Fresno State Non-Conference Preview: Minnesota Golden Gophers
The Bulldogs will travel to Big Ten country for the first time under Jeff Tedford for a date with the Minnesota Golden Gophers.
How well can the Gophers row the boat in year two under P.J. Fleck?
It isn’t easy to break through in the Big Ten.
Even in the West division, where the Minnesota Golden Gophers can be thankful they don’t have to tangle with Ohio State and Michigan every year, one team has won three of the first four titles. Minnesota has finished higher than fourth just once. College football writers noted this particular attrition and named it after a former Minnesota coach.
Things might be changing in the Twin Cities, though. P.J. Fleck’s arrival from Kalamazoo has brought renewed expectations that the Gophers can finally break through and challenge the conference’s blue-bloods. Before they can do that, however, they’ll host Fresno State.
Location: Minneapolis, MN
Mascot: Goldy Gopher
Conference: Big Ten, West division
2016 Record: 5-7 (2-7 Big Ten)
Head Coach: P.J. Fleck (5-7 at Minnesota, 35-29 overall). After leading Western Michigan to the Group of 5’s big money bowl berth in 2016, the 37-year-old Fleck jumped to a program that’s won nine games in a season just twice since 2000. His first Gophers team had a rude introduction to conference play, losing three of four games decided by one score or less and getting shut out against Northwestern and Wisconsin to finish the year.
Despite the initial disappointment, Fleck is clearly building something in Minneapolis. He brought in three four-star recruits among his 2018 class and, at the moment, ranks fourth in the Big Ten with his Class of 2019.
QB Tanner Morgan
The Gophers’ passing game left a lot to be desired in 2017, compiling an overall rating of just 105.07, a figure that ranked 120th in the FBS. Now, they’re starting over with several options at Fleck’s disposal, but Morgan, a redshirt freshman, is thought to have the inside track after a strong performance at Minnesota’s spring game.
Alex Annexstad, a true freshman, is another name to keep an eye on, but Morgan is likely to be the guy to lead the Gophers when September rolls around.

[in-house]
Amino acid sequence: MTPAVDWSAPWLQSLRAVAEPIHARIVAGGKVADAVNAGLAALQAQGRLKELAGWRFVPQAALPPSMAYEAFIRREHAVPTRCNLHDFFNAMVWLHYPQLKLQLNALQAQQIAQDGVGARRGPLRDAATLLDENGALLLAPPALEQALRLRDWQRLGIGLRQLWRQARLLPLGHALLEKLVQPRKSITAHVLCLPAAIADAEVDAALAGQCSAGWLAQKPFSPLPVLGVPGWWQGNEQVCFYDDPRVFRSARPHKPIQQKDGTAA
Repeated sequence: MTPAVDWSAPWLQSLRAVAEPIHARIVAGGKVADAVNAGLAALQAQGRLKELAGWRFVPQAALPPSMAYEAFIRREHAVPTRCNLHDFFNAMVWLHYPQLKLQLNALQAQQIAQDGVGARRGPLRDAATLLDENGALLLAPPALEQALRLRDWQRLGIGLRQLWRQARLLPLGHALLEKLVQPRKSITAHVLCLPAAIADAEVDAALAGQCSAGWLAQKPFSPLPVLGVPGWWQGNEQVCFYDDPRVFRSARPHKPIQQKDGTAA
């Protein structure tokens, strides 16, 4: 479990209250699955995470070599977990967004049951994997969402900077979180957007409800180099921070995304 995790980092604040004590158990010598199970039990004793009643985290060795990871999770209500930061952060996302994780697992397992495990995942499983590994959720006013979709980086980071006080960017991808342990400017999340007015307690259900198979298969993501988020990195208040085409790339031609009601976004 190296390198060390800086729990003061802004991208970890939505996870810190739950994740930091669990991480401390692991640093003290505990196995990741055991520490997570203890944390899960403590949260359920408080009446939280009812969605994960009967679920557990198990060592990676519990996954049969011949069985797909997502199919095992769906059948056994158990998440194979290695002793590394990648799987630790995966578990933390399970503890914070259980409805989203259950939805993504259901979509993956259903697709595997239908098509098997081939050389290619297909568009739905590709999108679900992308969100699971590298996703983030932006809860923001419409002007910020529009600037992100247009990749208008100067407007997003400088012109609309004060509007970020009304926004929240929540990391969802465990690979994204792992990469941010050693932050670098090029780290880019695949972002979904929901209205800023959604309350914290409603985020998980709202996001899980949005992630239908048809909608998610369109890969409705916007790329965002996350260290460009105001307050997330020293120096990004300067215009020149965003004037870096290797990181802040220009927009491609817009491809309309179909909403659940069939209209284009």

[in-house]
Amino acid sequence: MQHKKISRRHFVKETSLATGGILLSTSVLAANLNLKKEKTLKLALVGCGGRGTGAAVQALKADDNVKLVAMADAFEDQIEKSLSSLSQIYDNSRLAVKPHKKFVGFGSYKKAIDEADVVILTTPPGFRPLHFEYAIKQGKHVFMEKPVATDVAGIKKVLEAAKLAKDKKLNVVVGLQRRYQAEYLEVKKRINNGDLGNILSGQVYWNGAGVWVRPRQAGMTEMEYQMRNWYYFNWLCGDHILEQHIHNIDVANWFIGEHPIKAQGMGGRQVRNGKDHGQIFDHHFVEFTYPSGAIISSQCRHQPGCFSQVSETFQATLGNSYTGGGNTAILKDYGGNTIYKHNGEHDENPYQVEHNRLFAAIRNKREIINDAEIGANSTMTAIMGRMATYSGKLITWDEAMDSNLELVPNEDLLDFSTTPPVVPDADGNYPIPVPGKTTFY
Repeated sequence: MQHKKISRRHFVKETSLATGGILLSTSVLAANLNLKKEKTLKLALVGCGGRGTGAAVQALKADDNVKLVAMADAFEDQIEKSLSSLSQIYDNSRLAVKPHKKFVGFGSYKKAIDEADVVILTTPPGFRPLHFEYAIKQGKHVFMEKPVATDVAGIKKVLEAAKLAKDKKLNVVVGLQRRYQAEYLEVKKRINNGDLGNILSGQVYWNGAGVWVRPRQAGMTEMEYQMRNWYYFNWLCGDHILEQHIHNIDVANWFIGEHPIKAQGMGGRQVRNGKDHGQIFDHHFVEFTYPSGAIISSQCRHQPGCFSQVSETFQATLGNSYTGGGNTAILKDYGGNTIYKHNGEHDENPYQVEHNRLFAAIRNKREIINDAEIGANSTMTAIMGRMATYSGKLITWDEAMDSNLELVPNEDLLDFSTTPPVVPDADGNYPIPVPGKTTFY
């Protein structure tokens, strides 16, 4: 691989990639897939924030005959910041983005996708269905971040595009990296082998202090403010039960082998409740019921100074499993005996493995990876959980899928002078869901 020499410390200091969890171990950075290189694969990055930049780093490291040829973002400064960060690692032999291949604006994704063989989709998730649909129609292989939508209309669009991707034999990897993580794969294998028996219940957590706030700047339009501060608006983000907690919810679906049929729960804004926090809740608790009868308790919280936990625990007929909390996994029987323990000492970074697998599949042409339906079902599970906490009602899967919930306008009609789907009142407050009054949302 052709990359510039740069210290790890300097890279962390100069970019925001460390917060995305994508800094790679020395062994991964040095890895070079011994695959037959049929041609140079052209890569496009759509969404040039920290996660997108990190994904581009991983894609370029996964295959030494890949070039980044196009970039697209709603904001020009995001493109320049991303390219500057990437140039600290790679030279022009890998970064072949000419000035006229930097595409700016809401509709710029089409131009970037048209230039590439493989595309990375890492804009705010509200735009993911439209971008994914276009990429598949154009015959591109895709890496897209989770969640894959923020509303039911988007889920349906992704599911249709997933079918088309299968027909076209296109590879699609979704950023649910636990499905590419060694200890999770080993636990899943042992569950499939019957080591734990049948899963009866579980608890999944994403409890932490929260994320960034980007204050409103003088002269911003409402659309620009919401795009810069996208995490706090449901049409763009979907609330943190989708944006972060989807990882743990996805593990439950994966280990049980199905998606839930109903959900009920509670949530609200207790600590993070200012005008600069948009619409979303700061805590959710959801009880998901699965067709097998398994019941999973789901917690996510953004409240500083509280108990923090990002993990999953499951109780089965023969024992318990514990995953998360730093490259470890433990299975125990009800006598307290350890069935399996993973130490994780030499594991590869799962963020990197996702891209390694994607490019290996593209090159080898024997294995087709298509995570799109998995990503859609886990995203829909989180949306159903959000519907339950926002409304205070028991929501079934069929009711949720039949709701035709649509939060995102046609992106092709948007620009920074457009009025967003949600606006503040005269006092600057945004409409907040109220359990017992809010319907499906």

WR Tyler Johnson
The junior receiver was one of two Gophers to earn a postseason honorable mention from both Big Ten coaches and the conference’s media. It’s easy to see why: He only caught 35 passes, but he averaged 19.3 yards per catch, which ranked 12th among FBS receivers with 30-plus catches. While it remains to be see how the rest of the unit will resolve itself around him, Johnson is the one big-play threat of whom the Bulldogs will have to be most mindful in non-conference play.
LB Thomas Barber
Barber was the lone Gopher to make the Big Ten’s postseason all-conference squad, earning a spot on the third-team defense with 10.5 tackles for loss, three forced fumbles, and 1.5 sacks. For a unit that ranked sixth among FBS linebacking corps in Havoc Rate (percentage of plays with TFL, forced fumble or pass defended), having a talent like Barber in the middle of the field will test Fresno State’s revitalized ground game.
DE Carter Coughlin
Coughlin took a big step forward from his freshman to his sophomore year and developed into Minnesota’s top pass-rushing threat. He led the Gophers in both tackles for loss (11.5) and sacks (6.5), so while pass protection was one of Fresno State’s biggest strengths in 2017, they’ll need to be ready for perhaps the biggest September test of that asset.
RB Rodney Smith
The Minnesota offense wasn’t all doom and gloom in 2017. Smith carried the ball 229 times for 977 yards and three touchdowns, helping the Gophers to a measure of efficiency (and a lack of explosiveness) that may seem familiar to Bulldogs fans.
It seems safe to say that Minnesota’s offense will be better in 2018 than it was last fall, though it remains to be seen by how much. Having a solid running back and one established receiver helps, but Morgan, Smith and Johnson will need help. Philip Howard might be the de facto WR2; Chris Autman-Bell and Demetrius Douglas, a pair of three-star 2017 recruits, had a nice spring game, too.
Fresno State’s defensive depth should be enough to stem Minnesota’s youth movement on offense, and if they can prevent big plays — the Gophers ranked 112th in pass plays of over 20 yards — they’ll give their own attack a huge advantage.
Minnesota faces some of the same questions as Fresno State heading into 2018, most notably how the Gophers will replace some key cogs on the interior of the defensive line. Gary Moore made five starts last year, and Alabama transfer O.J. Smith is ready for a role after sitting 2017 out. The linebackers are in good hands with Barber, Coughlin and Kamal Martin. The secondary has a lot of promise if Antoine Winfield Jr. can come back healthy from injury and Florida transfer Chris Williamson locks down a cornerback spot.
Things might look sunny for Minnesota in the long run, but Fresno State is a much better team than any they faced in non-conference play a year ago. Winning on the road is never an easy task, but the Gophers don’t seem to have enough weapons to outscore a deep and dangerous Bulldogs offense. Fresno State 28, Minnesota 17